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Caracalla’s Armenia

Caracalla’s Armenia Abstract: We are hard pressed to understand the events of Caracalla’s Parthian war, including the role Armenia played in the conflict, because of gross inadequacies in our sources. A careful analysis suggests that Caracalla intended to annex Armenia but never saw the project through. His intentions can be gauged by his treatment of Edessa, for whose annexation the evidence is more solid. Caracalla was trying to secure his rear, from Osrhoene to Armenia, in preparation for a full-scale Parthian war. Because the goal of stabilizing Armenia proved elusive, given local hostilities, Caracalla had to scale back his plans. http://www.deepdyve.com/assets/images/DeepDyve-Logo-lg.png Syllecta Classica Department of Classics @ the University of Iowa

Caracalla’s Armenia


SYLLECTA CLASSICA 24 (2013): 173­199 CARACALLA'S ARMENIA1 Lee E. Patterson Abstract: We are hard pressed to understand the events of Caracalla's Parthian war, including the role Armenia played in the conflict, because of gross inadequacies in our sources. A careful analysis suggests that Caracalla intended to annex Armenia but never saw the project through. His intentions can be gauged by his treatment of Edessa, for whose annexation the evidence is more solid. Caracalla was trying to secure his rear, from Osrhoene to Armenia, in preparation for a full-scale Parthian war. Because the goal of stabilizing Armenia proved elusive, given local hostilities, Caracalla had to scale back his plans. Modern accounts of Roman and Persian history, some surveys, some more specialized, often claim that Caracalla annexed Armenia as a Roman province around 215.2 If he did so, he would have been the second of two emperors, after Trajan a century earlier, to attempt to bring Armenia under direct governorship rather than employ it as a client state, as it had usually been since the time of the Roman Republic.3 This episode, part of the narrative of Caracalla's Parthian War, is very problematic. The This piece benefited from information and advice given by James R. Russell, Everett Wheeler, and Andrew C. Johnston, as well as the editors and anonymous referees of Syllecta Classica. To them all I express sincere thanks. Responsibility for the final product, including any errors it may contain, rests solely with me. For example, Cary and Scullard 1976, 497; Bivar 1983, 94; Grant 1996, 32; Laude 2003, 96. This state of affairs began in earnest in the days of Pompey, but Strabo 11.14.15 provides evidence that the Romans had already brought Armenia into their orbit of vassal states, at least for a time, following the defeat of Antiochus III in 190 BCE. See Patterson 2001; Wheeler 2002, 98. SYLLECTA CLASSICA 24 (2013) The Near East in the Early 3rd Century PATTERSON:...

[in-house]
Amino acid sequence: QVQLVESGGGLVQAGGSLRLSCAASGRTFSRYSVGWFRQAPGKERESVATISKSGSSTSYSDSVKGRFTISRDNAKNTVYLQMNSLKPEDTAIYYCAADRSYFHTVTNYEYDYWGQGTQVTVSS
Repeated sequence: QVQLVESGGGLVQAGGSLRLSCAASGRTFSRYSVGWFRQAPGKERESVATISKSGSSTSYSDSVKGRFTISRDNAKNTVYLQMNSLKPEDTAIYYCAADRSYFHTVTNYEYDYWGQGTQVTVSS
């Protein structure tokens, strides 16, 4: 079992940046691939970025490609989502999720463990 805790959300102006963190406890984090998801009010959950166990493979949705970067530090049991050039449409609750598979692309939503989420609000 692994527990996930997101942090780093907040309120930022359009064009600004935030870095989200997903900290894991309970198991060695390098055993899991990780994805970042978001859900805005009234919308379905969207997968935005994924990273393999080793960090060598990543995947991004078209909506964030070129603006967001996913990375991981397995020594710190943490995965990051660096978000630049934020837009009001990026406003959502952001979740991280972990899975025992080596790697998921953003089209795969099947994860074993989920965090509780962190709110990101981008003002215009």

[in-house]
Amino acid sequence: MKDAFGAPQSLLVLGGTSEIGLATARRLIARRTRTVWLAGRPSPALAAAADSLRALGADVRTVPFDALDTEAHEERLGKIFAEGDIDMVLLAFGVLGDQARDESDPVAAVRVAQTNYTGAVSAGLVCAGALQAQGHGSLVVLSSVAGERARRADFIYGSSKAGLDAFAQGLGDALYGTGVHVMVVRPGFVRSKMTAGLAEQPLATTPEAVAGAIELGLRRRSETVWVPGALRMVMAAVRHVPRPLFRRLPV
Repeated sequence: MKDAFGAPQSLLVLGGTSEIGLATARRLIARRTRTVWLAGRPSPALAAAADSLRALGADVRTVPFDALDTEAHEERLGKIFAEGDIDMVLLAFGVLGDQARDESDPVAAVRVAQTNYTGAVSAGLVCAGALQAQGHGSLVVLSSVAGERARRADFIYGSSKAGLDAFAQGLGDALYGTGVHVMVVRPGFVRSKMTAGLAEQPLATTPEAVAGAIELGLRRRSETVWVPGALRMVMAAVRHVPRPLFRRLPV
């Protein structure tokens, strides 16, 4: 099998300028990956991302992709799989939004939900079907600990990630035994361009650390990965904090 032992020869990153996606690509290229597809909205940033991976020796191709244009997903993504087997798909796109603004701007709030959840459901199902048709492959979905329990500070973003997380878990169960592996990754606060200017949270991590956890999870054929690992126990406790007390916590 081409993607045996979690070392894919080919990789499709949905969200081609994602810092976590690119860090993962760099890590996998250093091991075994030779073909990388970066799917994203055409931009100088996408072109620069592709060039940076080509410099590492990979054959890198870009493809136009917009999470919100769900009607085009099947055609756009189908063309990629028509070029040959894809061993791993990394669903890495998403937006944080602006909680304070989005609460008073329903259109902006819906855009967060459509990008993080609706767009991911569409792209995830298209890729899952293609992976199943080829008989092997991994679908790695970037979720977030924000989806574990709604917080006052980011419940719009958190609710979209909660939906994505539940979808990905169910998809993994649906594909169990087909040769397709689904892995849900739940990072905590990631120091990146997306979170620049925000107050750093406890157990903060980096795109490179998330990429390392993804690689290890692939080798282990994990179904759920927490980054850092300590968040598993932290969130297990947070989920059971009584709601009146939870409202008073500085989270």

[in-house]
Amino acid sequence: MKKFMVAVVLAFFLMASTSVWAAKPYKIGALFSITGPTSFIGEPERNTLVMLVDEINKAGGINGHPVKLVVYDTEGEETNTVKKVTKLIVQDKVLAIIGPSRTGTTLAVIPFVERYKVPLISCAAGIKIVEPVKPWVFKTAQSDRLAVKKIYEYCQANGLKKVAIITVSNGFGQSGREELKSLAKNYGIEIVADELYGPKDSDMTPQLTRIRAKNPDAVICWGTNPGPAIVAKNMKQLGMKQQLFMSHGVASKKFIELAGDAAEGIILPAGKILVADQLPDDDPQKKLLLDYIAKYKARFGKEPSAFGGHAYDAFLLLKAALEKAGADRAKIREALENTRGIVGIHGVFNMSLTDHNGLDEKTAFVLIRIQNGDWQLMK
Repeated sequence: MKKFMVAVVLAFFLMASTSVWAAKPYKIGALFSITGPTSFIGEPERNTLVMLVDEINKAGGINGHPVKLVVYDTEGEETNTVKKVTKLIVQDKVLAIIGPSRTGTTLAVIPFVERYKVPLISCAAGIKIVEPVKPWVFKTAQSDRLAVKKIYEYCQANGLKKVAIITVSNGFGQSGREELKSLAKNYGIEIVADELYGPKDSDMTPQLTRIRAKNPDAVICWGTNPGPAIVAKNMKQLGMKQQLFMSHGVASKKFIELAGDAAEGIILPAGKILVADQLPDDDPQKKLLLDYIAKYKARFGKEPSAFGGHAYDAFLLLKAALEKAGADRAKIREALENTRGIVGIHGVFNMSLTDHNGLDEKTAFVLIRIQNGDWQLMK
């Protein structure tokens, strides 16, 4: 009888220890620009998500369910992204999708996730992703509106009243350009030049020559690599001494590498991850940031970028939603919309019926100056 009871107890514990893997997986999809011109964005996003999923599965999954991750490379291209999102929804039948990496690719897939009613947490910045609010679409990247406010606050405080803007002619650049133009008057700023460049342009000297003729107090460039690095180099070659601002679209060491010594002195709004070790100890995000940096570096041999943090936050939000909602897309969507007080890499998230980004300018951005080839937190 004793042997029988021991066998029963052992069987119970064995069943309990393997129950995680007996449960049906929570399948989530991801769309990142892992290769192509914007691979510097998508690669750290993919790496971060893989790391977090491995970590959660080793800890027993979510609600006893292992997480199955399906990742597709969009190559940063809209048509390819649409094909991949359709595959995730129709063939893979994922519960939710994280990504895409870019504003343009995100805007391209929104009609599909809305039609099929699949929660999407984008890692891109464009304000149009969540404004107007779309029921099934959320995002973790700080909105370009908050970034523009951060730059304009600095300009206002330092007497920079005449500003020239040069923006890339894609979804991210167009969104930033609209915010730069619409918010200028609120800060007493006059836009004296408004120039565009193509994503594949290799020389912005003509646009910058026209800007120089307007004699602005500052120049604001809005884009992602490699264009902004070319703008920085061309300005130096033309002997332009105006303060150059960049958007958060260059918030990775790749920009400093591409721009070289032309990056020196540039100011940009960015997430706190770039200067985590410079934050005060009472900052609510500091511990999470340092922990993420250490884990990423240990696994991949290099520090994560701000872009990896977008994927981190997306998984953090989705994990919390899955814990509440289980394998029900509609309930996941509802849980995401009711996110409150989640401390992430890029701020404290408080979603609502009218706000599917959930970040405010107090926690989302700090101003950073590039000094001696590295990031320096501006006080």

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Abstract

Abstract: We are hard pressed to understand the events of Caracalla’s Parthian war, including the role Armenia played in the conflict, because of gross inadequacies in our sources. A careful analysis suggests that Caracalla intended to annex Armenia but never saw the project through. His intentions can be gauged by his treatment of Edessa, for whose annexation the evidence is more solid. Caracalla was trying to secure his rear, from Osrhoene to Armenia, in preparation for a full-scale Parthian war. Because the goal of stabilizing Armenia proved elusive, given local hostilities, Caracalla had to scale back his plans.

Journal

Syllecta ClassicaDepartment of Classics @ the University of Iowa

Published: May 17, 2013

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